Many of our vegetable and greenhouse producers are beginning to include fall chrysanthemum production in their operations. Mums are usually planted in June and sold in September when fall color is in demand. In Kentucky, mum production can vary in size, and small growers can produce as few as 200 plants per season. Size of production, in turn, can influence cultural practices and initial investment in important practices like surface drainage, pre-plant fungicide dips, and pre-emergent herbicides (Figure 1).
Typically, these plants are set outdoors onto nursery cloth that is in direct contact with the natural ground. Because the most common mum diseases are caused by soilborne pathogens, the threat of disease losses can be as much as 50%, while average losses range from 10% to 25%. In these cases, soilborne pathogens overwinter in soil beneath nursery cloth. If plants are set into the same areas year after year, inoculum builds up and disease risk increases with each passing season.
The Three Most Common Diseases on Mum in Kentucky Are Caused by Soil-borne Pathogens
Pythium Root Rot
Pythium spp. are water mold pathogens (not fungi) that favor cool, wet conditions. Water molds produce swimming spores that move freely in water, increasing risk of infection when water puddles underneath pots. Pythium infects at root tips and then colonizes root systems, causing root loss (Figure 2). In turn, plants wilt from lack of water uptake.
Decaying roots turn black and the root cortex may slough off. Black stem lesions may be visible at soil surfaces. Because Pythium spp. are not true fungi, targeted products should be used for disease management. Products that contain etridiazole or mefenoxam* are most effective. Infected plants are not curable, so preventative disease management is recommended. Cultural practices, including proficient drainage and sanitation, are critical components for a preventative disease management program.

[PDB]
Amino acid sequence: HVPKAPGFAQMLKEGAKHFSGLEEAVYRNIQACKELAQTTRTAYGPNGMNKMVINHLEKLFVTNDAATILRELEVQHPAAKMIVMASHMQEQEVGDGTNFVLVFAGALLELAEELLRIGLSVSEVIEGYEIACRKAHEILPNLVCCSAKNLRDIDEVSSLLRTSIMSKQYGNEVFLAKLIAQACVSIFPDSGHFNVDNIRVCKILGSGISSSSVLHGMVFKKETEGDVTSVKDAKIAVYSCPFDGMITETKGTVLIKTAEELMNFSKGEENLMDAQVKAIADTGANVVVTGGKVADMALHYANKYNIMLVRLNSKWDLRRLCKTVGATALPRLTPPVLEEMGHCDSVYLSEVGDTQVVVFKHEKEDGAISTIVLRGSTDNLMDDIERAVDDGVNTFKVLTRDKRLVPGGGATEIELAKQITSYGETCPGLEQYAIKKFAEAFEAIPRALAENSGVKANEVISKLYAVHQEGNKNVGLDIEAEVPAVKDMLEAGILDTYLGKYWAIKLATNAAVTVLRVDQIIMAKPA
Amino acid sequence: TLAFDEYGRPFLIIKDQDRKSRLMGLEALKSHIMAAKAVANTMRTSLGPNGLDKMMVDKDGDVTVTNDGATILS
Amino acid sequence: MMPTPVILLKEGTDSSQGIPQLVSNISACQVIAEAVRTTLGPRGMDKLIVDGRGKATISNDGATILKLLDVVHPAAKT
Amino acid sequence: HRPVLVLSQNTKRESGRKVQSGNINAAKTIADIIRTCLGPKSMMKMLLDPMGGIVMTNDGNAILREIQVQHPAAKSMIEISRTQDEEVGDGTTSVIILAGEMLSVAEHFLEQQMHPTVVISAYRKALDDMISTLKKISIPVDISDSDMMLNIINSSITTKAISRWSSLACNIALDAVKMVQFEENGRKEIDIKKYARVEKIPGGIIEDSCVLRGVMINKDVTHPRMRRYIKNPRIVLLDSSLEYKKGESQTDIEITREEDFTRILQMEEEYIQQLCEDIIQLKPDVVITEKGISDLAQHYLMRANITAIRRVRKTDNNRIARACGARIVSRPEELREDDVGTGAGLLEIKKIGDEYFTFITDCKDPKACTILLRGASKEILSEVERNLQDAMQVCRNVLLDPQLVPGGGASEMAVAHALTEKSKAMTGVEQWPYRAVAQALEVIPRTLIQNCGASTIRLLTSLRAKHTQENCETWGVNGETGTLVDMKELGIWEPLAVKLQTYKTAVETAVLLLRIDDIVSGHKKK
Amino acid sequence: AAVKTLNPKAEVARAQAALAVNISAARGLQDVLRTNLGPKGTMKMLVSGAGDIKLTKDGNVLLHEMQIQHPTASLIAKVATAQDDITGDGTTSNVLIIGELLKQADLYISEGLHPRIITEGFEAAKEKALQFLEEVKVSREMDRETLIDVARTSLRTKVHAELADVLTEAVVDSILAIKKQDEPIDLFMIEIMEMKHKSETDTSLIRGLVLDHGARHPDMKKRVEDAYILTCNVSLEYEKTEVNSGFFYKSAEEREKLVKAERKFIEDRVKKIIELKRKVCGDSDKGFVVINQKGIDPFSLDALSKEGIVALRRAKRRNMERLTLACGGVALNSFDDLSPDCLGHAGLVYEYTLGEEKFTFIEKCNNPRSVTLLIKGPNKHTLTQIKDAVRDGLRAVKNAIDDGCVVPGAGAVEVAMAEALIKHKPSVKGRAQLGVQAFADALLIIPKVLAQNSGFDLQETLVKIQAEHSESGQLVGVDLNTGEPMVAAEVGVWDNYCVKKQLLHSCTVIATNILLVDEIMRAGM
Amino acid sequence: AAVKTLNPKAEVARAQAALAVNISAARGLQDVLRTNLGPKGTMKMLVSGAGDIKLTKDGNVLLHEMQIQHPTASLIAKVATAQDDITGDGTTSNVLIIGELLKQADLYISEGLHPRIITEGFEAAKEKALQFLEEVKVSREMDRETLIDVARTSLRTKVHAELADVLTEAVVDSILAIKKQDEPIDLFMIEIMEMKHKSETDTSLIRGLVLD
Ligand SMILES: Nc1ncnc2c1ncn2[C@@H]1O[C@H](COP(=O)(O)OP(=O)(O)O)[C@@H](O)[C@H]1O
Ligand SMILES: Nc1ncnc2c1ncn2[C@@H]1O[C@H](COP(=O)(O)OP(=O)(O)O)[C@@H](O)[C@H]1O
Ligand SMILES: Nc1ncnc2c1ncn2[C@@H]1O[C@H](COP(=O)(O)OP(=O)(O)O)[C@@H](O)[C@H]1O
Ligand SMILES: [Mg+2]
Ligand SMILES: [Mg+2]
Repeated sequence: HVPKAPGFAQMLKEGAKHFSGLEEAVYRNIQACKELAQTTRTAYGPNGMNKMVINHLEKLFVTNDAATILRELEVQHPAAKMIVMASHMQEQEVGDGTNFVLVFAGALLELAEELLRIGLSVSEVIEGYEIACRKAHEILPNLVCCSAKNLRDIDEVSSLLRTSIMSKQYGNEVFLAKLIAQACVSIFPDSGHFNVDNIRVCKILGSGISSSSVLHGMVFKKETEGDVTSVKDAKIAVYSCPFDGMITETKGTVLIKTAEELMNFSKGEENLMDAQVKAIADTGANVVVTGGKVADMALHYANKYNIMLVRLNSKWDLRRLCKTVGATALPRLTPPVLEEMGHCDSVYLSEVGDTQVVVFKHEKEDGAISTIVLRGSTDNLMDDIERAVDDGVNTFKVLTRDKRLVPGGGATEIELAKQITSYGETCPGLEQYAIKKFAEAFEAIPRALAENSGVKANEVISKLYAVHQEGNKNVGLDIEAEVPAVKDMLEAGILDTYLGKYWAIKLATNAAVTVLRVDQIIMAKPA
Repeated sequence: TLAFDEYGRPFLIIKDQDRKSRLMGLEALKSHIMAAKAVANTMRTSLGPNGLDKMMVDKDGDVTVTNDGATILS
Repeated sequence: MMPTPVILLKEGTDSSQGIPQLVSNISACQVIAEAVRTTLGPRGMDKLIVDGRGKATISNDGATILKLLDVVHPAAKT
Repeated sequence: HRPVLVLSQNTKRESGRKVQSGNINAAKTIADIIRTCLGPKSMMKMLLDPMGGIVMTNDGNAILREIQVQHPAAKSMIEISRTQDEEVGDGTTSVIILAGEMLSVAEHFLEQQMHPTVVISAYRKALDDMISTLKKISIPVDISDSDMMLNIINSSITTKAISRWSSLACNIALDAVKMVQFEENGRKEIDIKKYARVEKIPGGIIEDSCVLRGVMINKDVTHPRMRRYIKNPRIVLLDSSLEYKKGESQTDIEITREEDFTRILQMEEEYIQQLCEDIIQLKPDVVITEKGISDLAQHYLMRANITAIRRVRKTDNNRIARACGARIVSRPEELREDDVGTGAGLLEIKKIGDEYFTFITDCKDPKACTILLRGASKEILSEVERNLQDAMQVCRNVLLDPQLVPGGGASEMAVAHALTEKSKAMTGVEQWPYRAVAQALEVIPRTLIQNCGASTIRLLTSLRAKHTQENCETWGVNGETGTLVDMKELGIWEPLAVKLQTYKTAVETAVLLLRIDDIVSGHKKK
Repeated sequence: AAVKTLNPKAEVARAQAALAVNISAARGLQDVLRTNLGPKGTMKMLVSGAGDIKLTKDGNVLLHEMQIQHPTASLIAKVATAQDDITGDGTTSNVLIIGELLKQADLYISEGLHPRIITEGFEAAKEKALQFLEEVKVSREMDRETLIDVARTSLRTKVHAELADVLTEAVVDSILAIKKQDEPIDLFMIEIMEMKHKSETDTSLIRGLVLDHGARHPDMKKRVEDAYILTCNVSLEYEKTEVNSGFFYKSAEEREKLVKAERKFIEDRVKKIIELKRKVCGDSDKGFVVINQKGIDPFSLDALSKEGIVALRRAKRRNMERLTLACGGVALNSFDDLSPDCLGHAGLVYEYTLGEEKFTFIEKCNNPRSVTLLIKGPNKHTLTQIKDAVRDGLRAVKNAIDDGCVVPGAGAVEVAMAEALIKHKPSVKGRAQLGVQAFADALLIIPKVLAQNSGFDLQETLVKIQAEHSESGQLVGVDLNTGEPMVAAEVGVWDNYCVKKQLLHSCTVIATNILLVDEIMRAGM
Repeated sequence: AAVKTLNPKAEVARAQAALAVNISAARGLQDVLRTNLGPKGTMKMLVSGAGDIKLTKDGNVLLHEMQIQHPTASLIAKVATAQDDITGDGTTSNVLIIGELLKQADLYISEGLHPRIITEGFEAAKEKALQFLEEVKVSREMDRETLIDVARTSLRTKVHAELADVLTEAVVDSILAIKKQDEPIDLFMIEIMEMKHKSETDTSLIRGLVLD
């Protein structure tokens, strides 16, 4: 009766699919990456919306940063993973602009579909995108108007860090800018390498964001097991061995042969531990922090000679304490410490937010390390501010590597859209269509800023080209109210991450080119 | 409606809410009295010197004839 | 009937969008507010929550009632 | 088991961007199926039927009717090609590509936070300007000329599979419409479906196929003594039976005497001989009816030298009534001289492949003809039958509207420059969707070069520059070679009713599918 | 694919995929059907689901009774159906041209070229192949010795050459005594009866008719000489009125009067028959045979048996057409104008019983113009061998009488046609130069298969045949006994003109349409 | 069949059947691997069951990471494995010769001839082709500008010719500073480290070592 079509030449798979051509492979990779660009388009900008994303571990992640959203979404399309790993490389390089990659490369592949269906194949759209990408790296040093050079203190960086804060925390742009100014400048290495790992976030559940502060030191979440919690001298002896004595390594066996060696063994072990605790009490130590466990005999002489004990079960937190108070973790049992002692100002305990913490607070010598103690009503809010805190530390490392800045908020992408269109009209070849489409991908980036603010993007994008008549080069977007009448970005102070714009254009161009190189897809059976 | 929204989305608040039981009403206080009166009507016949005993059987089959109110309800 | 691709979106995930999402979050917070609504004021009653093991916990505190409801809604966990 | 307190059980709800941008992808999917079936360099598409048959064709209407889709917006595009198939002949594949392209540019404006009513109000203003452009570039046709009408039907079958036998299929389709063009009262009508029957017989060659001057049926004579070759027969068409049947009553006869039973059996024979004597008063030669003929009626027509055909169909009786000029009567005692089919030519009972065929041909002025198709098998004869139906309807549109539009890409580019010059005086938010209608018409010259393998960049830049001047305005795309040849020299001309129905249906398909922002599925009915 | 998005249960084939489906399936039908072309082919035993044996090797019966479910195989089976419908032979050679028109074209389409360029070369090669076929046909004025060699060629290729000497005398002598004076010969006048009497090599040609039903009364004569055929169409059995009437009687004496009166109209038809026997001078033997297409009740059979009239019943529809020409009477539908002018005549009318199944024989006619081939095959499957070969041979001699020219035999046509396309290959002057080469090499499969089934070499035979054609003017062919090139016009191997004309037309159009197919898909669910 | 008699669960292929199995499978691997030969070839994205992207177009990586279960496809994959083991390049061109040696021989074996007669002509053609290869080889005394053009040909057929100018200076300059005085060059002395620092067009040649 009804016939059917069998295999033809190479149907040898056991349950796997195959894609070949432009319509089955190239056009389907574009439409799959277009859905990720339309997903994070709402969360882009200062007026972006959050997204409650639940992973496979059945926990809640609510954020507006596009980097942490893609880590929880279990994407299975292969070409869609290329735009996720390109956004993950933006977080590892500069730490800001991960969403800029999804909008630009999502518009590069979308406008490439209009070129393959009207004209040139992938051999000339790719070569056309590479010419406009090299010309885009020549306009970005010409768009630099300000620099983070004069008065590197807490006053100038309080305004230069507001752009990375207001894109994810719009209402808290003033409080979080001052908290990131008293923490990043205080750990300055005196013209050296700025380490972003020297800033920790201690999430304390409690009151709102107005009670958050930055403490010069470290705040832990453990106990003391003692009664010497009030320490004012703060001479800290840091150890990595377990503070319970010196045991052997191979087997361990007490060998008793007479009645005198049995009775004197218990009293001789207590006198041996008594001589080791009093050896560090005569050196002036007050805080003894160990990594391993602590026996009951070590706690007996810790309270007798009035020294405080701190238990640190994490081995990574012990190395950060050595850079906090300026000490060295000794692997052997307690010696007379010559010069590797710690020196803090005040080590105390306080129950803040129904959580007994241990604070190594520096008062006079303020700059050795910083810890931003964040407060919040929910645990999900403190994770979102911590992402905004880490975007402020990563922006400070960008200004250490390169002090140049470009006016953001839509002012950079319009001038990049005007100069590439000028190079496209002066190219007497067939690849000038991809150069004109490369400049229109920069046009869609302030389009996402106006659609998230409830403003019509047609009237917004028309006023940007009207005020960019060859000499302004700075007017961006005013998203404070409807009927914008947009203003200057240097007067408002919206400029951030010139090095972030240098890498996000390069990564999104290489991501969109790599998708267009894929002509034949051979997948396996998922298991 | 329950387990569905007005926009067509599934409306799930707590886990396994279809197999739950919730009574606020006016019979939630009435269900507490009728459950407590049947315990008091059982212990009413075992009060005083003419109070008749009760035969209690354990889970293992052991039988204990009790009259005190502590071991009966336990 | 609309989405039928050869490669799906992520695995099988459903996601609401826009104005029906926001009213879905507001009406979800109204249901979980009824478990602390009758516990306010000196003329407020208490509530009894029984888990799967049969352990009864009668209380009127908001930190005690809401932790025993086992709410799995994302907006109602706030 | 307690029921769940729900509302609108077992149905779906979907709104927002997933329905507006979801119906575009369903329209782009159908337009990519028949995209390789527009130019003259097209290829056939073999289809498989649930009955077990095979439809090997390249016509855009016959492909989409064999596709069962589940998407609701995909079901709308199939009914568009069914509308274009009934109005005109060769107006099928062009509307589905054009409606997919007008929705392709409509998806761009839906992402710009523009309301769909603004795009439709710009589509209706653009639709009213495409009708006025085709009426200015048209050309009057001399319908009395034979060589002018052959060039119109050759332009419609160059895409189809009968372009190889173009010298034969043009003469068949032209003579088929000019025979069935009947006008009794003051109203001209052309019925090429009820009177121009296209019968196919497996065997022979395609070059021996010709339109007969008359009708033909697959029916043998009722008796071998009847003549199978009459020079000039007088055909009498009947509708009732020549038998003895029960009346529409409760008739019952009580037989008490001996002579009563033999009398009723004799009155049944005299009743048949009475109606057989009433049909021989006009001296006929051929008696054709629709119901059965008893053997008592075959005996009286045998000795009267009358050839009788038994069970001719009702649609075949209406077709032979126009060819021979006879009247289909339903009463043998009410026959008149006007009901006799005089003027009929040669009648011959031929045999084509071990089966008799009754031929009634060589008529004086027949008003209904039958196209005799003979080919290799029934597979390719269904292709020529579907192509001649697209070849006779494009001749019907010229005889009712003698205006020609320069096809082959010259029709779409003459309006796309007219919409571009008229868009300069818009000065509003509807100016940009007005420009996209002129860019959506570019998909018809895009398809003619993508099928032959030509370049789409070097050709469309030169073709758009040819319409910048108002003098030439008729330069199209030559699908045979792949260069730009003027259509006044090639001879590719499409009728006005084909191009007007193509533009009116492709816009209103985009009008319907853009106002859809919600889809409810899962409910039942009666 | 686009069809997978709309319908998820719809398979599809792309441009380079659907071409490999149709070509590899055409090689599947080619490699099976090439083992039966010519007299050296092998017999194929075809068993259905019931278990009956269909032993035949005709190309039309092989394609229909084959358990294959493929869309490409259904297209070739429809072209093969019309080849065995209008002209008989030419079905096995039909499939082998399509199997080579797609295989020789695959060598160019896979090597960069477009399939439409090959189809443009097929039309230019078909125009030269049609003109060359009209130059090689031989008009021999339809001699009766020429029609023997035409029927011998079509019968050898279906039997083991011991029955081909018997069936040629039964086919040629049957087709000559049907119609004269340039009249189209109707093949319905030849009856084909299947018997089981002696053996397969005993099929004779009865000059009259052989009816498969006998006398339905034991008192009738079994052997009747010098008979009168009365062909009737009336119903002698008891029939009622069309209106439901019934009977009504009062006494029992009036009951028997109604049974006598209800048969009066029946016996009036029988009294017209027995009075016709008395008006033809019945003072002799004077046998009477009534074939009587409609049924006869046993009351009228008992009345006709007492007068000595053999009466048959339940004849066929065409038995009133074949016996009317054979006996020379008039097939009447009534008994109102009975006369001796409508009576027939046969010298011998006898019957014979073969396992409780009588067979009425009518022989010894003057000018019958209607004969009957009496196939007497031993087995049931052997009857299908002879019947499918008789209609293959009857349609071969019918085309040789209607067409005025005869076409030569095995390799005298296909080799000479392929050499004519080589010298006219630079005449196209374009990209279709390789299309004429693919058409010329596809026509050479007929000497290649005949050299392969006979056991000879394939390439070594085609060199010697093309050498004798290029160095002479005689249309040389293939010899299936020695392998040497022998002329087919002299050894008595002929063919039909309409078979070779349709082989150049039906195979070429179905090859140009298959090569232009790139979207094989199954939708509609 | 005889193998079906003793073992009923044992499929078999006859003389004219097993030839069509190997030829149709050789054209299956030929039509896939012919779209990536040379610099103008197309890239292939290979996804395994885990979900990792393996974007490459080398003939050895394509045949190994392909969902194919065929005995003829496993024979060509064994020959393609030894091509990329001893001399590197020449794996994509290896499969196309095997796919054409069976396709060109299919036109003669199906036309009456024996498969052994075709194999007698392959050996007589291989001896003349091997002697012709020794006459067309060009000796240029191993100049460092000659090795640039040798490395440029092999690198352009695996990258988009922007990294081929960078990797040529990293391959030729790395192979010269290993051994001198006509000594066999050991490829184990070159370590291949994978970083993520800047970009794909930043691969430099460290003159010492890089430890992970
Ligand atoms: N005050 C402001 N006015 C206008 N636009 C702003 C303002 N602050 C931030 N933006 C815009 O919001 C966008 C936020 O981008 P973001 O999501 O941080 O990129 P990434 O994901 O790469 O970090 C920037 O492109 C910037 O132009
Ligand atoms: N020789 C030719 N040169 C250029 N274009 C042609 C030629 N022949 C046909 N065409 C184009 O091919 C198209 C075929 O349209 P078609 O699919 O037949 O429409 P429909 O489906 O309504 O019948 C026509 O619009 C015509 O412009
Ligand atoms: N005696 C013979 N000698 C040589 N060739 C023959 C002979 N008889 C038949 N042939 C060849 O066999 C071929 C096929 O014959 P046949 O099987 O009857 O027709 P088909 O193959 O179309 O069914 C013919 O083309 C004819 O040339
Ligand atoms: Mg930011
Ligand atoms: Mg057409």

Rhizoctonia Web Blight
The Rhizoctonia fungus does not produce spores, but moves via the growth of threadlike masses called mycelia. Initial infections begin at the soil surface and are responsible for crown rot. Fungal webbing often grows up to upper plant parts when plant canopies become dense and humid (Figure 3).
These web-like mycelia often can be seen without a microscope (Figure 4).
Disease usually becomes a problem as plants mature and foliage does not dry out quickly. Large parts of plant turn brown and necrotic and wilt as the fungus invades branches (Figure 5).
Fungicides containing azoxystrobin, fludioxonil, iprodione, propiconazole, pyraclostrobin, tebuconazole, thiophanate-methyl, trifloxystrobin, and triflumizole* provide effective control. Increase air circulation and promote rapid drying to help reduce disease development. Sanitation is also important to reduce carry-over from one season to the next.
This fungal pathogen invades vascular systems and causes leaf yellowing and plant wilt (Figure 6).
Fusarium fungi infect plant roots and then colonize internal tissue. Collapse of these “water and nutrient highways” can result in starvation of upper plant parts. Often, a single branch or plantlet will show symptoms before the rest of the plant. Necrosis or brown streaks may be visible on outer surfaces of stems, and cross sections usually indicate necrotic (brown decaying) vascular tissue. Often, Fusarium wilt is present with one or more other soilborne diseases. Adjust pH to 6.5 to 7.0 (avoid highly acidic soil). Fusarium wilt is extremely difficult to manage after infection occurs, but fungicides containing azoxystrobin, fludioxonil, and pyraclostrobin* are effective at suppressing the pathogen. Avoid infection by preventing contact with soil or surface water.
By Nicole Ward Gauthier, Extension Plant Pathologist